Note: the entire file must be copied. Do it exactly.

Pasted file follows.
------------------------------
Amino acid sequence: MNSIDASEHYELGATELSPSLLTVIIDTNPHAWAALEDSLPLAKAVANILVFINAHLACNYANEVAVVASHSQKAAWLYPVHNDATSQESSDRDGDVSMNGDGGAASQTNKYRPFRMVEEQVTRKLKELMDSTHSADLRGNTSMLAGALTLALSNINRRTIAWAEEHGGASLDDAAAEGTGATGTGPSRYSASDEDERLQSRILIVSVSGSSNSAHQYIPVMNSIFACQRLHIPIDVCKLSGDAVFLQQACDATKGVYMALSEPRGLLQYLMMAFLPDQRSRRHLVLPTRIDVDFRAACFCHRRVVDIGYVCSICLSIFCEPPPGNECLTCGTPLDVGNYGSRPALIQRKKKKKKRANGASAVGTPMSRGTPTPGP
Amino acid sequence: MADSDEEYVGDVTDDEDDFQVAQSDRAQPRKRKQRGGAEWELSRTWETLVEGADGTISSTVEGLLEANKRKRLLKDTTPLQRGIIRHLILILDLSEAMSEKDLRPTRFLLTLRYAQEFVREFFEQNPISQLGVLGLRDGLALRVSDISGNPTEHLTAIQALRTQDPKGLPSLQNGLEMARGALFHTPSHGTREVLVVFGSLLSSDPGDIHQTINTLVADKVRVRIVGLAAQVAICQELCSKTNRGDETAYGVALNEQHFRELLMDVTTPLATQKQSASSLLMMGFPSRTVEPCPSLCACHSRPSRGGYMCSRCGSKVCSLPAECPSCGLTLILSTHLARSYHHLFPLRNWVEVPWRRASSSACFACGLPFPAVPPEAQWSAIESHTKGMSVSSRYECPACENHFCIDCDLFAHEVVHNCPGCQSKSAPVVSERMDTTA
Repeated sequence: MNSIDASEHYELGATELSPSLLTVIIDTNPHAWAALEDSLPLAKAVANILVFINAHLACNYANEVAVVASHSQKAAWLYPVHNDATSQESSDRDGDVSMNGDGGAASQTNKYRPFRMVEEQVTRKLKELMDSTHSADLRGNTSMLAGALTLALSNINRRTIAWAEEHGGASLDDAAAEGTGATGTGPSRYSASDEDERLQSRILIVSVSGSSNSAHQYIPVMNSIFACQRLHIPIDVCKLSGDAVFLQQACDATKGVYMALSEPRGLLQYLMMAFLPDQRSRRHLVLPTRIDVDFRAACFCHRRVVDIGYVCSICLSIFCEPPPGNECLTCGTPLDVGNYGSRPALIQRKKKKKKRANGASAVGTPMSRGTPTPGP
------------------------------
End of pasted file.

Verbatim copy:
Amino acid sequence: MNSIDASEHYELGATELSPSLLTVIIDTNPHAWAALEDSLPLAKAVANILVFINAHLACNYANEVAVVASHSQKAAWLYPVHNDATSQESSDRDGDVSMNGDGGAASQTNKYRPFRMVEEQVTRKLKELMDSTHSADLRGNTSMLAGALTLALSNINRRTIAWAEEHGGASLDDAAAEGTGATGTGPSRYSASDEDERLQSRILIVSVSGSSNSAHQYIPVMNSIFACQRLHIPIDVCKLSGDAVFLQQACDATKGVYMALSEPRGLLQYLMMAFLPDQRSRRHLVLPTRIDVDFRAACFCHRRVVDIGYVCSICLSIFCEPPPGNECLTCGTPLDVGNYGSRPALIQRKKKKKKRANGASAVGTPMSRGTPTPGP
Amino acid sequence: MADSDEEYVGDVTDDEDDFQVAQSDRAQPRKRKQRGGAEWELSRTWETLVEGADGTISSTVEGLLEANKRKRLLKDTTPLQRGIIRHLILILDLSEAMSEKDLRPTRFLLTLRYAQEFVREFFEQNPISQLGVLGLRDGLALRVSDISGNPTEHLTAIQALRTQDPKGLPSLQNGLEMARGALFHTPSHGTREVLVVFGSLLSSDPGDIHQTINTLVADKVRVRIVGLAAQVAICQELCSKTNRGDETAYGVALNEQHFRELLMDVTTPLATQKQSASSLLMMGFPSRTVEPCPSLCACHSRPSRGGYMCSRCGSKVCSLPAECPSCGLTLILSTHLARSYHHLFPLRNWVEVPWRRASSSACFACGLPFPAVPPEAQWSAIESHTKGMSVSSRYECPACENHFCIDCDLFAHEVVHNCPGCQSKSAPVVSERMDTTA
Repeated sequence: MNSIDASEHYELGATELSPSLLTVIIDTNPHAWAALEDSLPLAKAVANILVFINAHLACNYANEVAVVASHSQKAAWLYPVHNDATSQESSDRDGDVSMNGDGGAASQTNKYRPFRMVEEQVTRKLKELMDSTHSADLRGNTSMLAGALTLALSNINRRTIAWAEEHGGASLDDAAAEGTGATGTGPSRYSASDEDERLQSRILIVSVSGSSNSAHQYIPVMNSIFACQRLHIPIDVCKLSGDAVFLQQACDATKGVYMALSEPRGLLQYLMMAFLPDQRSRRHLVLPTRIDVDFRAACFCHRRVVDIGYVCSICLSIFCEPPPGNECLTCGTPLDVGNYGSRPALIQRKKKKKKRANGASAVGTPMSRGTPTPGP